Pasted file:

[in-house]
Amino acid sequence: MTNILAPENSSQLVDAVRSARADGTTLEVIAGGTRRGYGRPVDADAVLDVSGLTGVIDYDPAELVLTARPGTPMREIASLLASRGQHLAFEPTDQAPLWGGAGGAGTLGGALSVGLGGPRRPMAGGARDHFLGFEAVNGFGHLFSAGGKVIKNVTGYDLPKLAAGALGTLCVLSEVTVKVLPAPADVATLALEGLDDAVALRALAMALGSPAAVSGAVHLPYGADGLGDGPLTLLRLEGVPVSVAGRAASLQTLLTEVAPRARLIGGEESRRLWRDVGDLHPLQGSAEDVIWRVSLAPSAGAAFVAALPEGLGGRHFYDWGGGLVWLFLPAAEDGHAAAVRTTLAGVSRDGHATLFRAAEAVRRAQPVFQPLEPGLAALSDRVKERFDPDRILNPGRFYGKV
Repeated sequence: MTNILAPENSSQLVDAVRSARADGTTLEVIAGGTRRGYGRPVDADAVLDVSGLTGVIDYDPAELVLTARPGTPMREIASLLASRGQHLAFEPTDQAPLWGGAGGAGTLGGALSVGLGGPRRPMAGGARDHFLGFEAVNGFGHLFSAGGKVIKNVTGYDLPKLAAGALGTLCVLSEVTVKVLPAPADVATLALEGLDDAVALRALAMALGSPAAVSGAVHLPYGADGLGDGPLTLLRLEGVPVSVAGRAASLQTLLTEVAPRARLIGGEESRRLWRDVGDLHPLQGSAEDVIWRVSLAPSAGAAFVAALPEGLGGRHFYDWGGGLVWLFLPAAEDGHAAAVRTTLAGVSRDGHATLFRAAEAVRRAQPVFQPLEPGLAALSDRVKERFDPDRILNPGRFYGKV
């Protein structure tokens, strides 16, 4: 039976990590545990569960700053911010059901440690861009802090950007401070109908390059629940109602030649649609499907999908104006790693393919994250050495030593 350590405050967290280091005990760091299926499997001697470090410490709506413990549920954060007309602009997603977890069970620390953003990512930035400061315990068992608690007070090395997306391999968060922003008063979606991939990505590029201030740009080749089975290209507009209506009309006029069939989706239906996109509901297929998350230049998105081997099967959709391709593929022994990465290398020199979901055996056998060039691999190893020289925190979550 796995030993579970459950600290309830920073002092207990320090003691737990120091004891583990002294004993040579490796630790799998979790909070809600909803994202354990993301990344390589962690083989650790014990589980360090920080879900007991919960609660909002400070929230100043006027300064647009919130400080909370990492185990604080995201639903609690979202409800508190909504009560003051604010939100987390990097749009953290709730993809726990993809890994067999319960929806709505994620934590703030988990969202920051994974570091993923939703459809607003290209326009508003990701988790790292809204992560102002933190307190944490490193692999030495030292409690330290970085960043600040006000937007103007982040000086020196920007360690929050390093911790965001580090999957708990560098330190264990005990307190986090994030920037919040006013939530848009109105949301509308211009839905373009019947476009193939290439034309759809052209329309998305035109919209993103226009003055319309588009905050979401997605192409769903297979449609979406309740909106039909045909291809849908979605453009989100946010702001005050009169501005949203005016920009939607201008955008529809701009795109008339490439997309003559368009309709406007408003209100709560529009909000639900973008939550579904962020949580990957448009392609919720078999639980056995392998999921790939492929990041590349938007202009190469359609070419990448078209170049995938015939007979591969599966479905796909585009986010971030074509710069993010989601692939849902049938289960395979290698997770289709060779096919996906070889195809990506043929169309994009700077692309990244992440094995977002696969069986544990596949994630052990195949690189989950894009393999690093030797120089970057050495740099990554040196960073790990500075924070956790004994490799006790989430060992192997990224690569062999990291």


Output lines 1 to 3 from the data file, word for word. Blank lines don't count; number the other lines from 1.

[in-house]
Amino acid sequence: MTNILAPENSSQLVDAVRSARADGTTLEVIAGGTRRGYGRPVDADAVLDVSGLTGVIDYDPAELVLTARPGTPMREIASLLASRGQHLAFEPTDQAPLWGGAGGAGTLGGALSVGLGGPRRPMAGGARDHFLGFEAVNGFGHLFSAGGKVIKNVTGYDLPKLAAGALGTLCVLSEVTVKVLPAPADVATLALEGLDDAVALRALAMALGSPAAVSGAVHLPYGADGLGDGPLTLLRLEGVPVSVAGRAASLQTLLTEVAPRARLIGGEESRRLWRDVGDLHPLQGSAEDVIWRVSLAPSAGAAFVAALPEGLGGRHFYDWGGGLVWLFLPAAEDGHAAAVRTTLAGVSRDGHATLFRAAEAVRRAQPVFQPLEPGLAALSDRVKERFDPDRILNPGRFYGKV
Repeated sequence: MTNILAPENSSQLVDAVRSARADGTTLEVIAGGTRRGYGRPVDADAVLDVSGLTGVIDYDPAELVLTARPGTPMREIASLLASRGQHLAFEPTDQAPLWGGAGGAGTLGGALSVGLGGPRRPMAGGARDHFLGFEAVNGFGHLFSAGGKVIKNVTGYDLPKLAAGALGTLCVLSEVTVKVLPAPADVATLALEGLDDAVALRALAMALGSPAAVSGAVHLPYGADGLGDGPLTLLRLEGVPVSVAGRAASLQTLLTEVAPRARLIGGEESRRLWRDVGDLHPLQGSAEDVIWRVSLAPSAGAAFVAALPEGLGGRHFYDWGGGLVWLFLPAAEDGHAAAVRTTLAGVSRDGHATLFRAAEAVRRAQPVFQPLEPGLAALSDRVKERFDPDRILNPGRFYGKV